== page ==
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MIT Muses

Massachusetts Institute of Technology

Soapbox (2007)

3.0

January 10, 2008

Tuning / Blend 3.7
Energy / Intensity 3.7
Innovation / Creativity 2.7
Soloists 2.7
Sound / Production 3.3
Repeat Listenability 3.0
Tracks
1 Behind These Hazel Eyes 3.0
2 Fly 3.7
3 When It Comes 2.7
4 Say You'll Be There 3.7
5 Somebody to Love 3.0
6 Don't Bother 4.0
7 I'll Be 3.0
8 I'm in a Hurry (And Don't Know Why) 2.7
9 Take a Bow 2.7
10 Flagpole Sitta 3.0
11 I Touch Myself [unlisted] 3.3

Recorded 2006 – 2007
Total time: 40:20, 11 songs


Tuning / Blend 3
Energy / Intensity 4
Innovation / Creativity 3
Soloists 3
Sound / Production 3
Repeat Listenability 3
Tracks
1 Behind These Hazel Eyes 3
2 Fly 4
3 When It Comes 3
4 Say You'll Be There 3
5 Somebody to Love 3
6 Don't Bother 4
7 I'll Be 4
8 I'm in a Hurry (And Don't Know Why) 3
9 Take a Bow 2
10 Flagpole Sitta 4
11 I Touch Myself [unlisted] 3

Some combination of more time, more takes or more money could have brought every track on Soapbox to a 4. That's the base level of their sound. It's only when some flaw, a warble, one unwanted oddity or another evokes a momentary wince or eye roll that the scores take a dive. Unfortunately, those distractions are not rare.

The first thing a casual listener would notice about the all-female MIT Muses is that they appear to have a guest robot bass joining them on every track of their latest release Soapbox. Almost all groups flavor their sound with a light dusting of bass enhancement, a bit of extra oomph to the low spectrum. This is nothing so subtle. Human? Keyboard? Hard to tell. Whatever it is, the result is sonically that of a mixed ensemble.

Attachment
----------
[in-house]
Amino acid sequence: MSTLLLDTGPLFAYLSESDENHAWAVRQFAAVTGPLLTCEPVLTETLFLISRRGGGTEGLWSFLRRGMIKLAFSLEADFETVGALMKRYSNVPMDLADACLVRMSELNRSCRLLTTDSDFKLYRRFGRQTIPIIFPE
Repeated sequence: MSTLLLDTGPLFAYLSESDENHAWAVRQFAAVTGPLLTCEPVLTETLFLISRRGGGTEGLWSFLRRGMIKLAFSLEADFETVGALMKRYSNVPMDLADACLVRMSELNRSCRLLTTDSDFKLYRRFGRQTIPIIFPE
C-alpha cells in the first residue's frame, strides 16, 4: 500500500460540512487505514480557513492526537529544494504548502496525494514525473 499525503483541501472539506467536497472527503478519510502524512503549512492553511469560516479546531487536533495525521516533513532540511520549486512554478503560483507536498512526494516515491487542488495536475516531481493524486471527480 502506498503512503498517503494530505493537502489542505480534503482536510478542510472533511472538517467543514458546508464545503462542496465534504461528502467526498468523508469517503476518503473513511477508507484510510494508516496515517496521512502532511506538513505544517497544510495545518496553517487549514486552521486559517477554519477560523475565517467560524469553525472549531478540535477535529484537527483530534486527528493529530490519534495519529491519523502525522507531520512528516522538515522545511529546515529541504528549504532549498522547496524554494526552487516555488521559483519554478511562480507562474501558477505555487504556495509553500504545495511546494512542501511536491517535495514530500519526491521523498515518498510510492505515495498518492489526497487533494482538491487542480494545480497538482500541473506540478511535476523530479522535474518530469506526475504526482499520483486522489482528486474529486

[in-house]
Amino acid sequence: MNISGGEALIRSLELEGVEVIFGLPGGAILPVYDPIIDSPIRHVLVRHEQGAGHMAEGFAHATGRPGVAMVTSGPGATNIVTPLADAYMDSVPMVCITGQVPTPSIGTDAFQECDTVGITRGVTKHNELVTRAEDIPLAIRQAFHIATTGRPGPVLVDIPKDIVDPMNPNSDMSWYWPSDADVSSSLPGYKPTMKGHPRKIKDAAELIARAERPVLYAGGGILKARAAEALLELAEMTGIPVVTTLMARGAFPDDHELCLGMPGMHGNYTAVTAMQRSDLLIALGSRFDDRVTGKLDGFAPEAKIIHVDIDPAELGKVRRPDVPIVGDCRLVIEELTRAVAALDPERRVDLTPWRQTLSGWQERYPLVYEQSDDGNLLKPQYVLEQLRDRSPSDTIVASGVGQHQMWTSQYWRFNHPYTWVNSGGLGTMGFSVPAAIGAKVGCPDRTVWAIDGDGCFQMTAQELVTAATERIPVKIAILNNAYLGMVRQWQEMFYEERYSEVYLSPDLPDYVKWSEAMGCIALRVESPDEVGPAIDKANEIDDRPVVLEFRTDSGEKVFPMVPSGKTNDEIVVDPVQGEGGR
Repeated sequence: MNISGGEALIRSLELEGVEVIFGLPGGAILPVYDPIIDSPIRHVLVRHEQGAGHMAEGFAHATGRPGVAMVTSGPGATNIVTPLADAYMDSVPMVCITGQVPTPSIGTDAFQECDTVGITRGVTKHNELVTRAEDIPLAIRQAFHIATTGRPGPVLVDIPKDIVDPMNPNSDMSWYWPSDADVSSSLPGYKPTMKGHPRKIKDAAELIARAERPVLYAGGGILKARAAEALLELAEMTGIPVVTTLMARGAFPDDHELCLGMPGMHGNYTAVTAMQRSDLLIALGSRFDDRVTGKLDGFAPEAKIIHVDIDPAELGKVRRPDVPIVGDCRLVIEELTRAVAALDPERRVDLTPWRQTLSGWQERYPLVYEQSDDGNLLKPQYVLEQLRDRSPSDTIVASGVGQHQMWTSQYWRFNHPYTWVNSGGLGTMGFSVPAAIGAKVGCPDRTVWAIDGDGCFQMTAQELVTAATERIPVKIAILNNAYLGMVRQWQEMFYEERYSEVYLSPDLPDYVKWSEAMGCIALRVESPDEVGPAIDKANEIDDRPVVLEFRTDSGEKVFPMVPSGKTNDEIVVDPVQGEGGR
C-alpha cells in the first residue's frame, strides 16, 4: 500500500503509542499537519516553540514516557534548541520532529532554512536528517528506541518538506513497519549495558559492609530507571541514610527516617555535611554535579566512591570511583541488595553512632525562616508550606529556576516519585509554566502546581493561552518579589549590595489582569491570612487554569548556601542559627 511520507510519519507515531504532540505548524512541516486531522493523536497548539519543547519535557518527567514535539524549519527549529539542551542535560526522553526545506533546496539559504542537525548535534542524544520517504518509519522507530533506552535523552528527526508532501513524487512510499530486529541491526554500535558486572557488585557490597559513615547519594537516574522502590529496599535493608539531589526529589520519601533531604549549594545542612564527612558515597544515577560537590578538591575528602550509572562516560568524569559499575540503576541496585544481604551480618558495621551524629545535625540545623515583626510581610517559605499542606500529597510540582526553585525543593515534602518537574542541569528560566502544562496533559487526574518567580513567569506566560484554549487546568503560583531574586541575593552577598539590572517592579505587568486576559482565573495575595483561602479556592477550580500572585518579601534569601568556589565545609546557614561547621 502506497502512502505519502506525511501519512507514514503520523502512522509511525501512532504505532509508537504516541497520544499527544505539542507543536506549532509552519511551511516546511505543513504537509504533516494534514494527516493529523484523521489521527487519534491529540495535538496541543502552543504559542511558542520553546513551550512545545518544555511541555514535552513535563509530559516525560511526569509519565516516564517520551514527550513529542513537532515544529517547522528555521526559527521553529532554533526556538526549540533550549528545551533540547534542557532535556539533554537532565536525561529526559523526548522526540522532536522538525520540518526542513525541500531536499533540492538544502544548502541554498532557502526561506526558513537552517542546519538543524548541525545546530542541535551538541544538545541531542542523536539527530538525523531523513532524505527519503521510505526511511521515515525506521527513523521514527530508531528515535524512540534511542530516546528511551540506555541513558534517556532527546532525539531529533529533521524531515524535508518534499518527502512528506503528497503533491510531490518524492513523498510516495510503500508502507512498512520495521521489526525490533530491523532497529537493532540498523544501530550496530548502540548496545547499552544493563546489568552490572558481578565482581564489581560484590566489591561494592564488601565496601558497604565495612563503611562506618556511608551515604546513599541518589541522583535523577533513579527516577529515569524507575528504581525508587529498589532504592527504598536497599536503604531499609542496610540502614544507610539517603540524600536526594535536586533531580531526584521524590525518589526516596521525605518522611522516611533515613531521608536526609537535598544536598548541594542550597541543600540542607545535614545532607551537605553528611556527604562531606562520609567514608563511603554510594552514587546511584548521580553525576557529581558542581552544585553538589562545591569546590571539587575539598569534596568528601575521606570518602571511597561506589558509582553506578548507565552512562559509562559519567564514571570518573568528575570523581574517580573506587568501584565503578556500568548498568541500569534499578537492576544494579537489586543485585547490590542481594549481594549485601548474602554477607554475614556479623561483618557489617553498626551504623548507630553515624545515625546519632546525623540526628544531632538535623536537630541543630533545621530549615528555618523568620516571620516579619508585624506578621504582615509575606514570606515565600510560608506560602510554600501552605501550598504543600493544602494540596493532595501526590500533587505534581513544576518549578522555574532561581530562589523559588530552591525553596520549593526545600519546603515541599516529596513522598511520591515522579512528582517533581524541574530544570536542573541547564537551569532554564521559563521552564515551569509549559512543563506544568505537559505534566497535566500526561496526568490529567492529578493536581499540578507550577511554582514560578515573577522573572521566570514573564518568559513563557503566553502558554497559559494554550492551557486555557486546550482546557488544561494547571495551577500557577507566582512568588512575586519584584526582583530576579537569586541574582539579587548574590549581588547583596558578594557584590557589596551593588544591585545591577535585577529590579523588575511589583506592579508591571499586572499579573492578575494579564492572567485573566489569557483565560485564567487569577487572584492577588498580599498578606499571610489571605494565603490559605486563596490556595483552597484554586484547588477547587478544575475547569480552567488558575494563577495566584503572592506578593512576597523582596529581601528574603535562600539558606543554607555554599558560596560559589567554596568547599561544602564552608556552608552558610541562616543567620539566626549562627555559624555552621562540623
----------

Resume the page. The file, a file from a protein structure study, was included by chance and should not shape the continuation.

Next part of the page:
Cut and paste, electronically enhanced VP, and auto-tuned, effected back-ups do make this pop CD all the more poppy and listenable, but the artificiality does seem to offer a challenge: can you imbue these songs with enough humanity to pierce that big artificial wall of sound? To greater and lesser degrees, the Muses do step up to the challenge.

Some of the lead craftsmanship is the passionate artistry of the Muses; some is just hiding obvious mistakes through engineering. A number of distinctions between 3 and 4 (and between 2 and 3) were made on the basis of tone color, little pitch-correction artifacts or bad note choices. Average and good, on Soapbox are a hair's breath away.

A great deal of the Muses' sound is legitimately credited to their producer. The production literally sounds as if a giant "smile curve" were placed on a graphic EQ (lows and highs boosted while midrange reduced). The sibilant highs quickly erupt from pleasant glossy sheen to piercing aural attack (Fly, When It Comes, Somebody to Love, I Touch Myself). The bass is a dominant aspect of the sound on every track, which, as mentioned, is a bold placement for an entirely artificial creation. Sometimes the mixes could have benefited from a more prominent lead. But while that may be true in a perfect world, it's quite possible that flaws in delivery have been successfully masked by the very mix choices that frustrated this listener. Perhaps at least in some sections, the dilemma was simply handed over for the producer to deal with as part of the tracks. Only the Muses' producer knows for sure.